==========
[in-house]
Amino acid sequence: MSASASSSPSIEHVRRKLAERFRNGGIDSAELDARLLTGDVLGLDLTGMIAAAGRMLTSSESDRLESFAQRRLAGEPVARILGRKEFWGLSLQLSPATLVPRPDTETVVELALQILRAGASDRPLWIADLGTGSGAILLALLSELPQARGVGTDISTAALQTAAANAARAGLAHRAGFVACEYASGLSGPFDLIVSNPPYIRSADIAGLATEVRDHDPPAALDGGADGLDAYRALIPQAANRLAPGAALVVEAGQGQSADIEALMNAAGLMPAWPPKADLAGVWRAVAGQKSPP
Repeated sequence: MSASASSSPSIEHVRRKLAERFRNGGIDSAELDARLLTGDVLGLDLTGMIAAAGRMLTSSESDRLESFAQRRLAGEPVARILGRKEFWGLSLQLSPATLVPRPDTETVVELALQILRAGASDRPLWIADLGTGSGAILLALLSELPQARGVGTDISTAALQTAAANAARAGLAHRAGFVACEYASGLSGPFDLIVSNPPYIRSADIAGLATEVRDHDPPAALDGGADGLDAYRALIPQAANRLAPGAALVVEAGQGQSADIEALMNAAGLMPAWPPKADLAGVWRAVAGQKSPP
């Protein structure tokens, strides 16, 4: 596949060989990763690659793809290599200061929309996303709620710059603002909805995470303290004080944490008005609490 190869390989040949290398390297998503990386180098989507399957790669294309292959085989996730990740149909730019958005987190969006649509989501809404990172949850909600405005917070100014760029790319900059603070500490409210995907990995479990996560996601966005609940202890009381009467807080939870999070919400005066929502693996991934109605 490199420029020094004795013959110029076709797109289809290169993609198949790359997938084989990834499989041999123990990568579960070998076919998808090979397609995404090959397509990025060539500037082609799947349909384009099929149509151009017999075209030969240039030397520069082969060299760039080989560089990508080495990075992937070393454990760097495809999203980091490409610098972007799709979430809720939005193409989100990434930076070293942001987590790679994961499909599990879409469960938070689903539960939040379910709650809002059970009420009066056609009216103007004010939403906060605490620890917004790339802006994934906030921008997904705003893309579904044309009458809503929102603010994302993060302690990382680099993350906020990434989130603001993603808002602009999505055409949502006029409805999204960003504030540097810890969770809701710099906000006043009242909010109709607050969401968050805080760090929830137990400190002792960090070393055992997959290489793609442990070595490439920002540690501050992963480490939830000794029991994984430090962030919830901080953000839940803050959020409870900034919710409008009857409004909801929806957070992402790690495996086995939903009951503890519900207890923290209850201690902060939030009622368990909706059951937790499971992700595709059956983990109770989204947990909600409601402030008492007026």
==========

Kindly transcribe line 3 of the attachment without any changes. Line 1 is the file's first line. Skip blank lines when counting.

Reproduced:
Repeated sequence: MSASASSSPSIEHVRRKLAERFRNGGIDSAELDARLLTGDVLGLDLTGMIAAAGRMLTSSESDRLESFAQRRLAGEPVARILGRKEFWGLSLQLSPATLVPRPDTETVVELALQILRAGASDRPLWIADLGTGSGAILLALLSELPQARGVGTDISTAALQTAAANAARAGLAHRAGFVACEYASGLSGPFDLIVSNPPYIRSADIAGLATEVRDHDPPAALDGGADGLDAYRALIPQAANRLAPGAALVVEAGQGQSADIEALMNAAGLMPAWPPKADLAGVWRAVAGQKSPP